Despite all of the pessimism about global trade and the German economy, the ports of Rotterdam and Antwerp seem to be prospering.
The latest numbers for Rotterdam show a year-on-year rise of 6.4% in container throughput for the six months to June, with the whole port seeing a rise of 4.8% when measured in tonnage. In turn, this resulted in a 7% increase in profits to €134.8m. Trades such as oil and gas experienced a minor boom, with shale-gas imports from the US leading to a 94% rise in LNG related activity.
Perhaps the container trade results are not quite as strong as they first appear. The Port of Rotterdam said that transhipment accounted for a substantial proportion of the rise in volume including the repositioning of containers for movement back to Asia. However good underlying demand for imports was a significant factor as well.
Certainly the port’s management is not getting carried away, with its CEO Allard Castelein, commenting that “relations between the world’s major trading blocs remain strained. There is also ongoing uncertainty about the introduction of trade tariffs post-Brexit. Both developments are rendering the prospects for the further growth of world trade uncertain. Given the global uncertainties mentioned here, the Port of Rotterdam Authority expects a slight weakening of the growth in cargo throughput in the second half of 2019”.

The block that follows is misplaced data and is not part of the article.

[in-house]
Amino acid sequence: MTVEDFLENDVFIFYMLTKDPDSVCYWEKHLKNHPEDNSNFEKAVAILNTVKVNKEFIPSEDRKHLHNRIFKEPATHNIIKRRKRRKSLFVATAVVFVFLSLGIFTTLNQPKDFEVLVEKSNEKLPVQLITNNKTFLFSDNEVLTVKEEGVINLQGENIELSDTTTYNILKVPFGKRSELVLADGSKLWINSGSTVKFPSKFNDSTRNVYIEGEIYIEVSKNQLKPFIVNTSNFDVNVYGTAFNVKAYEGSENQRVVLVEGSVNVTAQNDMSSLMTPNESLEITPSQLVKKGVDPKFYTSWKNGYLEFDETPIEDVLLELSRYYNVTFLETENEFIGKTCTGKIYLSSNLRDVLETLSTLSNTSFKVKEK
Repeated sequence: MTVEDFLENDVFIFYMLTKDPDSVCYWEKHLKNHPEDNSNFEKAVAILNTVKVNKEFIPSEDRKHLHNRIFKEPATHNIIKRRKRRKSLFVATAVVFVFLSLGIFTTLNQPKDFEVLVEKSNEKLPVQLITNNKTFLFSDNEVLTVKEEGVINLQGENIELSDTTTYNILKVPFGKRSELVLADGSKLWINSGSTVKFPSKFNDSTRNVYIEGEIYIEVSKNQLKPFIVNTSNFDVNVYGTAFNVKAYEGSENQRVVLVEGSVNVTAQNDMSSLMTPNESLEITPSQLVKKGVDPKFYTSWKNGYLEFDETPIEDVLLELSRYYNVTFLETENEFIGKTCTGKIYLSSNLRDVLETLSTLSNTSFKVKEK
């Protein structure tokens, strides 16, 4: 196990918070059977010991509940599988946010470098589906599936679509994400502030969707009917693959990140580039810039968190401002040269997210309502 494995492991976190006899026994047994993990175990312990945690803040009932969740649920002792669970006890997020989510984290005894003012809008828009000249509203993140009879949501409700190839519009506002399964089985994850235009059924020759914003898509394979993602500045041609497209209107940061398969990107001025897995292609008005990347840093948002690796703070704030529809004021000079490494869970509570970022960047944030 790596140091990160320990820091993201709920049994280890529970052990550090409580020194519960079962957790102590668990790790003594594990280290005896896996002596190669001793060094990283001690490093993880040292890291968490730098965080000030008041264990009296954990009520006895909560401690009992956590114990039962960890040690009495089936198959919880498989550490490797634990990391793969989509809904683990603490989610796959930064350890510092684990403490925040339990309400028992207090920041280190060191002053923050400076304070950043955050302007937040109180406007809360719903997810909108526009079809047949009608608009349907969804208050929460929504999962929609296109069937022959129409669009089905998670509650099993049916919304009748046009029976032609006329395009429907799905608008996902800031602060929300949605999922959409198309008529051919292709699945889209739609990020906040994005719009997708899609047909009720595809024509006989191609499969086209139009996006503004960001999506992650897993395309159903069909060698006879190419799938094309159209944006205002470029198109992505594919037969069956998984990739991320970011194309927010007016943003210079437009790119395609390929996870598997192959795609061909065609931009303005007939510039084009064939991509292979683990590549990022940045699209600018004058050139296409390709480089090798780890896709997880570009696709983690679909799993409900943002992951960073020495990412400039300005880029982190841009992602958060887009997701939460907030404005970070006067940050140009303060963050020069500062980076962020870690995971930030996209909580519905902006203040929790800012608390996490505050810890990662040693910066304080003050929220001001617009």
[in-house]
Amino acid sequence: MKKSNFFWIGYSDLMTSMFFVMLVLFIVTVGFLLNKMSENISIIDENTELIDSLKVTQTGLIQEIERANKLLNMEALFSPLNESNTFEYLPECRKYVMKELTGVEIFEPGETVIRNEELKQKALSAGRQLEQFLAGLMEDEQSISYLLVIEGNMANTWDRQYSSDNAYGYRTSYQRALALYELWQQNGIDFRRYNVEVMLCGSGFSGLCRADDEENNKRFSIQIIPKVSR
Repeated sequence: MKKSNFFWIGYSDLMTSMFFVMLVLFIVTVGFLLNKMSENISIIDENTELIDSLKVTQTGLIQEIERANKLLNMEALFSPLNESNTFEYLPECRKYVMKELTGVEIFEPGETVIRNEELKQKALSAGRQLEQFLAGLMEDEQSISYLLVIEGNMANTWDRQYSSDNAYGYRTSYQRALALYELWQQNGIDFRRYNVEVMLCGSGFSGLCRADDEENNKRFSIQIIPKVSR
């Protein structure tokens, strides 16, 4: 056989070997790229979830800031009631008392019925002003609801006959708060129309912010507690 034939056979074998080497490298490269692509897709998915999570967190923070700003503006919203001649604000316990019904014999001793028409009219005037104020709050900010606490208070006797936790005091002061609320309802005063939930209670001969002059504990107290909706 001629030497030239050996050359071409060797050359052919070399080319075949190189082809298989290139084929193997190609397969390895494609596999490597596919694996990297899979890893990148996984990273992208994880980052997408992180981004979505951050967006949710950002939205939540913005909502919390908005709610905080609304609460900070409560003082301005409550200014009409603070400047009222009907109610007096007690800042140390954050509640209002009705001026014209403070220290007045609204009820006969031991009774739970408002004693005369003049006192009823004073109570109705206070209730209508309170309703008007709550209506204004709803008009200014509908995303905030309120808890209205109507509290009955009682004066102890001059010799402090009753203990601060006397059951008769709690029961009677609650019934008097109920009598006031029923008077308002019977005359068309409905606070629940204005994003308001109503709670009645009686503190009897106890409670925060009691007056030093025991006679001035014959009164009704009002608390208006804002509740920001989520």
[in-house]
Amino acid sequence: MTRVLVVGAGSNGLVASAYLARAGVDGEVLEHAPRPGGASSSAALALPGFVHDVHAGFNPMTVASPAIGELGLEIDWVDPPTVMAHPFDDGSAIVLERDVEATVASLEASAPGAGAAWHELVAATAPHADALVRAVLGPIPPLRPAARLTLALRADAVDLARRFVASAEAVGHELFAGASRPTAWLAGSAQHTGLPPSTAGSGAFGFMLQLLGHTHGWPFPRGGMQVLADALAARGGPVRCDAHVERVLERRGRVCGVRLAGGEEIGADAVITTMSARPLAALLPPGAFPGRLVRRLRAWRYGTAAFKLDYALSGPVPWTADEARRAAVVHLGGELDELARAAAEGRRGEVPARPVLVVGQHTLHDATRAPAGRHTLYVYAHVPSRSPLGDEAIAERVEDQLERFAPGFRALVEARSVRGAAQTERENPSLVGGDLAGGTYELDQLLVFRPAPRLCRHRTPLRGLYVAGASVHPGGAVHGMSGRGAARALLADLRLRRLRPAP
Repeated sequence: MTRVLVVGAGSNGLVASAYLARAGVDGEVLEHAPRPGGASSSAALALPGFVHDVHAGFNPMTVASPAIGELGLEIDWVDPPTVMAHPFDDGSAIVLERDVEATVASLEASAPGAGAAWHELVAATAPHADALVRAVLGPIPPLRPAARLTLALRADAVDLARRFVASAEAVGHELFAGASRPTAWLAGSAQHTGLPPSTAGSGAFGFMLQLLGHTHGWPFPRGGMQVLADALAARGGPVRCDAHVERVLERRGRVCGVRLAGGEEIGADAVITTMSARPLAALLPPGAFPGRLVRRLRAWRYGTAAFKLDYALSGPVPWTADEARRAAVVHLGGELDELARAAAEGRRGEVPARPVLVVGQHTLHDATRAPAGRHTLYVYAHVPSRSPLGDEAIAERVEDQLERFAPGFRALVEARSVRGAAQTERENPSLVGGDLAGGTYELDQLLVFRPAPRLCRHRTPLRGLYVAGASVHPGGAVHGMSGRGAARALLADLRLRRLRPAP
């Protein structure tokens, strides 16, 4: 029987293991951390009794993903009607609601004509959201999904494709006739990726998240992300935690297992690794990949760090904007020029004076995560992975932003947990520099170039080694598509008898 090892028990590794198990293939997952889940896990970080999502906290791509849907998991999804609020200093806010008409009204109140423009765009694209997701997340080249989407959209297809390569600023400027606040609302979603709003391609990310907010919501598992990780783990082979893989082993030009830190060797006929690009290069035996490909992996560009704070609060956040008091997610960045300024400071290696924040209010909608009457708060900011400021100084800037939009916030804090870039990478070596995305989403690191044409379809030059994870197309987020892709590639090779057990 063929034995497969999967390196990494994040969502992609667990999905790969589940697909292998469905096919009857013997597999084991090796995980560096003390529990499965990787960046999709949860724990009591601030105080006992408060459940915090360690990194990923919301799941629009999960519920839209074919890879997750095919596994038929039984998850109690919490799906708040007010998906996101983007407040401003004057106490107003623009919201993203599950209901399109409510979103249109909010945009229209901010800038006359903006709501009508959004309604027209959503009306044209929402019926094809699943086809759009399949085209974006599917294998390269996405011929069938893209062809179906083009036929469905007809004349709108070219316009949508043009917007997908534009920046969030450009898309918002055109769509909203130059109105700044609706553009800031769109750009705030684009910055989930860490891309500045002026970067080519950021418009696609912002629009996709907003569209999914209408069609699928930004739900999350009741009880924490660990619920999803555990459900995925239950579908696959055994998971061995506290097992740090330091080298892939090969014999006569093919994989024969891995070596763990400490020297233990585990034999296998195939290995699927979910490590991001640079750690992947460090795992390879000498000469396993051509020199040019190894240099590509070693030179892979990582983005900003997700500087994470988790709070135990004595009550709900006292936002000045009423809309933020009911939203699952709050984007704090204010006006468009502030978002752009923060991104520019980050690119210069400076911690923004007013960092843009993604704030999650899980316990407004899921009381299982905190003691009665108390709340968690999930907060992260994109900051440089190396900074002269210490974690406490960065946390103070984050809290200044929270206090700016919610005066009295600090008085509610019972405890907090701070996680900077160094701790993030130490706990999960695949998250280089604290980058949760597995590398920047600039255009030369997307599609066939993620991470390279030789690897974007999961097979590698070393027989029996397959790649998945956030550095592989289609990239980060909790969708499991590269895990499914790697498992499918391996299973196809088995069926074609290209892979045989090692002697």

The strength of these numbers is also reflected in the performance of the neighbouring port of Antwerp, which also reported growth in the first half of 2019 of 4.9% year-on-year. It claims that transhipment traffic with Asia grew at 11.7% over the same period. Part of the reason for the growth of both ports is gains in market-share in the Hamburg – Le Havre range, however this cannot explain all of the expansion.
Possibly these numbers suggest that the downturn in trade has been focussed on certain areas, particularly in Asia and the Pacific, as well as routes elsewhere that feed into those regions such as exports from Germany. It is notable that Rotterdam and Antwerp are reporting increases in volume despite what appears to be a sharp recession in German exports. Traditionally German trade has been a key market for both ports.
The news is not all good though. It is clear that both ports are struggling with congestion in their landside transport, with both ports looking to rationalise truck movements and investing in new rail infrastructure.
Source: Transport Intelligence, July 30, 2019
Author: Thomas Cullen